Asthma Attacks

Just as different people have different warning signs of an asthma attack, an attack may feel different to each person. Nonetheless, many people with asthma report that when they have an attack,

  • Initially, breathing may become more difficult and slightly faster than usual. It may also become very difficult and either very fast or very slow.
  • Initially, you may be able to breathe well enough to talk in complete sentences, but gradually, you may be able to speak only a few words at a time without pausing to take a break.
  • You may begin to wheeze, cough, or feel tightness in your chest. Then, you may have severe wheezing, coughing, or chest tightness.
  • Your pulse may become very rapid.
  • You may start to perspire.
  • Your lips and fingers may start turning a bluish color

Warning Signs

Check below any things that you know warn you of an attack coming on:

awakening at night itchy nose
coughing, especially at night chest starts to feel tight or hurts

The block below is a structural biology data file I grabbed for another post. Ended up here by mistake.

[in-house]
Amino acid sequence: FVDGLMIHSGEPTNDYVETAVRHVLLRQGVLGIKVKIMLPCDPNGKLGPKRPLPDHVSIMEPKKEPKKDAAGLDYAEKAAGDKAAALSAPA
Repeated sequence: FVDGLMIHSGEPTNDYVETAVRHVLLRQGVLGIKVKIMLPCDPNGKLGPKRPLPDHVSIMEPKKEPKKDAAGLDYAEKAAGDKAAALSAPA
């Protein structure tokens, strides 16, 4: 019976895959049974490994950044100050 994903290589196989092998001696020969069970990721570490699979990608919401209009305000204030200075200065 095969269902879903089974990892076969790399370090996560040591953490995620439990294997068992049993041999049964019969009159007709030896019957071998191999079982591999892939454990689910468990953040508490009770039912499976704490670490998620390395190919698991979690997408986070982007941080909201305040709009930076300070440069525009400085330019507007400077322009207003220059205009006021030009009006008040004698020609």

difficulty breathing sneezing
chest tightness head stopped up
wheezing headache
breathing faster than normal restlessness
getting out of breath easily runny nose
feeling very tired change in face color
itchy, watery, or glassy eyes dark circles under eyes
itchy, scratchy, or sore throat need more beta2agonist than usual
Other    

How To Manage an Asthma Attack

This is where your written asthma action plan comes in. It should tell you the following:

  • Early signs to watch for that mean your asthma is starting to get worse (like a drop in your peak flow number or an increase in symptoms)
  • How to adjust your medicines in response to these changes in your symptoms and peak flow measurements
  • The peak flow levels and symptoms that show you need to seek emergency treatment

Turn to your asthma action plan as soon as you begin to have symptoms and follow it carefully. It can save your life.


Further Reading

Last Updated: Jul 17, 2009

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